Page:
Finding a rug with a unique pattern and ideal color palette is a gem worth treasuring. And when you find that area rug, it ties the entire room together. To keep your interior design from unraveling over the years, we have a few upkeep tips for your various foot cushions. Often vintage and antique rugs are delicate due to their age, so it's key to treat them extra special. We have put together some basic care tips for different rug types, categorized based on the material/style they’re made with. Outside of basic vacuuming, it’s best to take your rugs out to a covered patio or outside space to really get your deep cleaning on.

Shake talcum powder (FYI: baby powder is made mostly with talcum, you can use it) all over onto your rug, and let it lie for 2-3 hours. Then brush the powder through the hair and shake, shake, shake. Repeat up to three times.

Then to clean the bottom, get a cloth damp with warm, soapy water and wipe down—let it air dry, and put back in place. 
For a real deep clean, the thing to check is for waterproof backing. For rubber or latex backing, use a top loading machine, arranging evenly around the agitator (try throwing in a couple towels to balance the load). Set the machine to large load and cold water, only using half the amount of detergent (rugs just don’t need a lot)—dry on fluff. When it’s all dry, take a wide-tooth comb and re-fluff the fur.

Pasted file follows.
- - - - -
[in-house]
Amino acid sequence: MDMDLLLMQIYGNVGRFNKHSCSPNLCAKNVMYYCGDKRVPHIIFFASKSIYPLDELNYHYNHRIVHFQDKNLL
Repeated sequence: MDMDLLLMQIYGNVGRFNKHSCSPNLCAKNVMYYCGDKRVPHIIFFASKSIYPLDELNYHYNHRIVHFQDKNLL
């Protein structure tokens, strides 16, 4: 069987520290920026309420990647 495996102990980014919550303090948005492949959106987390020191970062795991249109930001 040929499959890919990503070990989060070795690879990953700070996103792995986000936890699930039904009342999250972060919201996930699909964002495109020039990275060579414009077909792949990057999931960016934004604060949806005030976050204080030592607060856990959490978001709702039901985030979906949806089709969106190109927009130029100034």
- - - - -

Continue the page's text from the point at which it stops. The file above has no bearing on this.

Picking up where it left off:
These next two types may come with fringe, in which case you want to avoid that fringe with your vacuum at all costs. When washing, divide the fringe into groups and tie them with a string—keeps detangling to a minimum.

Before snagging the first cleaning product off the shelf at your local drugstore, be warned: DO NOT use ammonia or any other highly alkaline cleaner, it’ll damage the wool. If you’re not sure whether or not your rug is wool, snip a piece and light it with a match—real wool will smell like burning hair.
Start by turning your rug over and vacuum the underneath—it loosens the deep down nitty gritty and moves it to the surface. Then, flip the rug right side up and vacuum the top (tip: wrap nylon mesh around your vacuum to protect delicate and older rugs). If it’s small enough, hang it on a clothesline next and beat it like Michael Jackson or shake it like Taylor Swift.

For a really deep clean (it’s a good idea to do this kind of cleaning every 12-18 months—aka every Spring), put the small rugs in a zippered pillowcase or mesh laundry bag and wash in cold water on gentle, then tumble dry low. With large area rugs, make sure it is on a vinyl or concrete floor first (if wood is the only option, put an old blanket or towels underneath). Sponge some commercial carpet cleaning foam on and rub it in—ending by rinsing or vacuuming, letting it dry completely before replacing.

Take a vacuum to it first, front and back. These are good ones to shake and beat outside, too. For washing, use a top loading machine, arranging evenly around the agitator (try throwing in a couple towels to balance the load). Set the machine to large load, cold water and delicate cycle—only using half the amount of detergent (rugs just don’t need a lot). These are best hung dry—on a drying rack, slatted picnic table, or stacked bricks—hanging them on a single line will distort the rugs shape.

Any good tricks of the trade? Share your foolproof rug care tips below!